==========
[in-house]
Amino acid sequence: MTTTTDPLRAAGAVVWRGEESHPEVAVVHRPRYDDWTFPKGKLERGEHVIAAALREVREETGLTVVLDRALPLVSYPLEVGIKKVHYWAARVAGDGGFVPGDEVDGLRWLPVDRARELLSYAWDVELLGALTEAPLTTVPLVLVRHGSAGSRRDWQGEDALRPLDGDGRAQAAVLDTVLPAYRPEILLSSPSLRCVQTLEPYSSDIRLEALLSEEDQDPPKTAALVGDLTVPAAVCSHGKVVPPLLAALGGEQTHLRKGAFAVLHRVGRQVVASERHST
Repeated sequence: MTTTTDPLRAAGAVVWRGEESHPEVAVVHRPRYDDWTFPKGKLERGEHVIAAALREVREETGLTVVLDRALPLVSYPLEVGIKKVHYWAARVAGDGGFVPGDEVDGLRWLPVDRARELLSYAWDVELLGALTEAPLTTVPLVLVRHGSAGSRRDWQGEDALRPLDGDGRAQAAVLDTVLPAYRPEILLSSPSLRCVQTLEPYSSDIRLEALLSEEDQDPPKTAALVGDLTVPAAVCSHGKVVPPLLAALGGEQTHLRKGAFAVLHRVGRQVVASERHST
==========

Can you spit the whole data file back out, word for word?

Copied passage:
[in-house]
Amino acid sequence: MTTTTDPLRAAGAVVWRGEESHPEVAVVHRPRYDDWTFPKGKLERGEHVIAAALREVREETGLTVVLDRALPLVSYPLEVGIKKVHYWAARVAGDGGFVPGDEVDGLRWLPVDRARELLSYAWDVELLGALTEAPLTTVPLVLVRHGSAGSRRDWQGEDALRPLDGDGRAQAAVLDTVLPAYRPEILLSSPSLRCVQTLEPYSSDIRLEALLSEEDQDPPKTAALVGDLTVPAAVCSHGKVVPPLLAALGGEQTHLRKGAFAVLHRVGRQVVASERHST
Repeated sequence: MTTTTDPLRAAGAVVWRGEESHPEVAVVHRPRYDDWTFPKGKLERGEHVIAAALREVREETGLTVVLDRALPLVSYPLEVGIKKVHYWAARVAGDGGFVPGDEVDGLRWLPVDRARELLSYAWDVELLGALTEAPLTTVPLVLVRHGSAGSRRDWQGEDALRPLDGDGRAQAAVLDTVLPAYRPEILLSSPSLRCVQTLEPYSSDIRLEALLSEEDQDPPKTAALVGDLTVPAAVCSHGKVVPPLLAALGGEQTHLRKGAFAVLHRVGRQVVASERHST